Maybe the various survivalists stocking up food and water, etc., will be the only ones to survive the planet’s roasting by the rich oil barons. Though even they will have to be inventive enough to survive for decades of lack of water and arable land.


And #8 - IT DOESN’T TOUCH GROUND; that is, Giant Agribiz responsible for anywhere between a third and half of all greenhouse gases. Or SOIL - the only “proven technology” for taking CO2 out of the atmosphere - which, unfortunately, would preclude the monoculture of Giant Agribiz… hmm… See my article at TruthOut.org today [“If we converted all agribusiness and factory farming to regenerative agriculture and family farming, we would see a reversal of global warming immediately - even if we continued burning fossil fuels at current levels.”]


Item #4 just pisses me off. The US will never admit fault about anything until so much time has passed that it does not matter. That is one of the big reasons why the rest of the world hates and does not trust the United States.


Appreciate all the comments, all unimpressed with the results of COP21. No doubt they are valid. On the other hand, it’s quite a juggernaut that is being turned around. Denial is certainly fading, there is growing public activism on the issue, and recognition that ultimately the capitalist system must be changed. A huge revolutionary job. And climate change is only one of the tremendous challenges to a flourishing Earth.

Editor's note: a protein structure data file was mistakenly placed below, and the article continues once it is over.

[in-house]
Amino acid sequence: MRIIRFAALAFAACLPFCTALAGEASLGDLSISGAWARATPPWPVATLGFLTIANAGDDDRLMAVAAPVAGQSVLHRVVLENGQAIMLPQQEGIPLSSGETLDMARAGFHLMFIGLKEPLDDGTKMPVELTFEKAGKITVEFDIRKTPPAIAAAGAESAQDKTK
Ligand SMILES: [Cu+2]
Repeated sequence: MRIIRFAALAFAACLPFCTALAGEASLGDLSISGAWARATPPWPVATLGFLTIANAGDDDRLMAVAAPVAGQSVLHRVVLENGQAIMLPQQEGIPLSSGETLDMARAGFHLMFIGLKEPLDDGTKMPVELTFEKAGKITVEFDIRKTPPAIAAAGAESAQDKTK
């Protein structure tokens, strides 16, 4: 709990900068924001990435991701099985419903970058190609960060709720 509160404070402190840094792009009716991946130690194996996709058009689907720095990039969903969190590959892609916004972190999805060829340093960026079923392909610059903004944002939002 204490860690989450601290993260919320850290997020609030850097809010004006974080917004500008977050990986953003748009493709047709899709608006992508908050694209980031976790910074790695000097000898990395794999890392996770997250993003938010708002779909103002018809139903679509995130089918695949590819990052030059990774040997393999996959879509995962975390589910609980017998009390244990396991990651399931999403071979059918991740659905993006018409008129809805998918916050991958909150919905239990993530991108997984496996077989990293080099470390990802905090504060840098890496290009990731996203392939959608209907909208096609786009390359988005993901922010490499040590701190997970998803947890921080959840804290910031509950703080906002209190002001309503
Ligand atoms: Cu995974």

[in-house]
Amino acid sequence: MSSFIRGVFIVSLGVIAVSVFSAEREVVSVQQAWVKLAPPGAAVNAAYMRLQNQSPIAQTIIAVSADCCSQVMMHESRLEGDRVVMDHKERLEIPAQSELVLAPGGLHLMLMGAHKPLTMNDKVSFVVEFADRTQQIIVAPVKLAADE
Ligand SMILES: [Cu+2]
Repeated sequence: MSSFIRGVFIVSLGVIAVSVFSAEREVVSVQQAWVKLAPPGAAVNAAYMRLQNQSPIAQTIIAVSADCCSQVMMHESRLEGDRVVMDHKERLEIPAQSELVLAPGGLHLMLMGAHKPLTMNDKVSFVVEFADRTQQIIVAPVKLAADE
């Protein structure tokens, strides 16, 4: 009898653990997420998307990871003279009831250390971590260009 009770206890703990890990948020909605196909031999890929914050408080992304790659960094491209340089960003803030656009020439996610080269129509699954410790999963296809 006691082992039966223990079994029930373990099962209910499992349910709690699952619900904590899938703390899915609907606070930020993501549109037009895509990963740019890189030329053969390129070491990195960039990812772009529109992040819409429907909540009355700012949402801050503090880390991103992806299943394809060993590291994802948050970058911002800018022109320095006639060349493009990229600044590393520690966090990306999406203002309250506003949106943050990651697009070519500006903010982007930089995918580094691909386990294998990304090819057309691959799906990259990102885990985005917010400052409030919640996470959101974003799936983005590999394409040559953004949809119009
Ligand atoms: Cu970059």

Any ideas what they might be?

Cause from here it looks like there’s only one devil—the unwillingness of the global empire—the intertwined corporations, billionaires and owned governments of the rich world—to budge an inch no matter how many billions it kills, wars it causes (including nuclear wars), or species it disappears, and the inability of the world to survive unless the empire relaxes its grip very soon.

We’ve known this for years; there’s been no doubt every COP would turn out the same until we removed such people from the decision-making process. We’ve known they wouldn’t go without causing somewhere between some and many, many deaths. Violence will make victory impossible; the only way is a global peaceful revolution. (Peaceful on our side, anyway) The sooner we put our bodies on the line, blockade fossil fuel infrastructure and corporate headquarters and some of us die the sooner slightly larger, then eventually vast numbers of the public start to turn against the fossil fuel magnates and the fossil fuel financial world collapses.

If there are any other devils, it seems to me it’s that—our own side of climate denying delayalism, that it’s taking us a long time to face and act on the knowledge that only putting our own lives in jeopardy will move this process forward, and nothing in the world will even begin to change until we do that.


The other part of their gamble, conscious or not, is that they think they’re only betting the lives of the poor. In fact, they may be (unconsciously) hoping that that part of the bet comes out on the edge too—eliminating what many rich mostly whites see as the undeserving poor while leaving the rich world intact—a sort of natural neutron bomb for the entire global South.

They’ll lose that bet; nature is not amenable to such fine tuning. That must be part of our message to denying delayalists, and if there’s a way to prove that negative with science, we need such studies.


And if all else fails,
the global corporations
have the TPP to recover their ‘‘lost profits’’
from any serious government regulations
that would keep carbon in the ground.